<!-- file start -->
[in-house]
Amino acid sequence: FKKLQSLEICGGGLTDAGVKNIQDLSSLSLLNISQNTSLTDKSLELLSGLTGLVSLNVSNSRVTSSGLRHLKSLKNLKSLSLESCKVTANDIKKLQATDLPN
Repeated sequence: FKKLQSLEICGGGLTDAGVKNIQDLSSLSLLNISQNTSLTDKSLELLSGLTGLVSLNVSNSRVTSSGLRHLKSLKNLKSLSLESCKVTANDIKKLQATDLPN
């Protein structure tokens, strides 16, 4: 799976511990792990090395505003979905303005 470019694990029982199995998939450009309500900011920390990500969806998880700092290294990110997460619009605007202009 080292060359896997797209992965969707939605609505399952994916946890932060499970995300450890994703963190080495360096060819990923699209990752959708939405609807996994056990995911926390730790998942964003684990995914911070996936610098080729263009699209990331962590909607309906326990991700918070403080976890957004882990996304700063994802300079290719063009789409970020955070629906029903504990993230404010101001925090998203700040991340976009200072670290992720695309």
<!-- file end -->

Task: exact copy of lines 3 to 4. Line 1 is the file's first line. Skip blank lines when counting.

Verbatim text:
Repeated sequence: FKKLQSLEICGGGLTDAGVKNIQDLSSLSLLNISQNTSLTDKSLELLSGLTGLVSLNVSNSRVTSSGLRHLKSLKNLKSLSLESCKVTANDIKKLQATDLPN
């Protein structure tokens, strides 16, 4: 799976511990792990090395505003979905303005 470019694990029982199995998939450009309500900011920390990500969806998880700092290294990110997460619009605007202009 080292060359896997797209992965969707939605609505399952994916946890932060499970995300450890994703963190080495360096060819990923699209990752959708939405609807996994056990995911926390730790998942964003684990995914911070996936610098080729263009699209990331962590909607309906326990991700918070403080976890957004882990996304700063994802300079290719063009789409970020955070629906029903504990993230404010101001925090998203700040991340976009200072670290992720695309």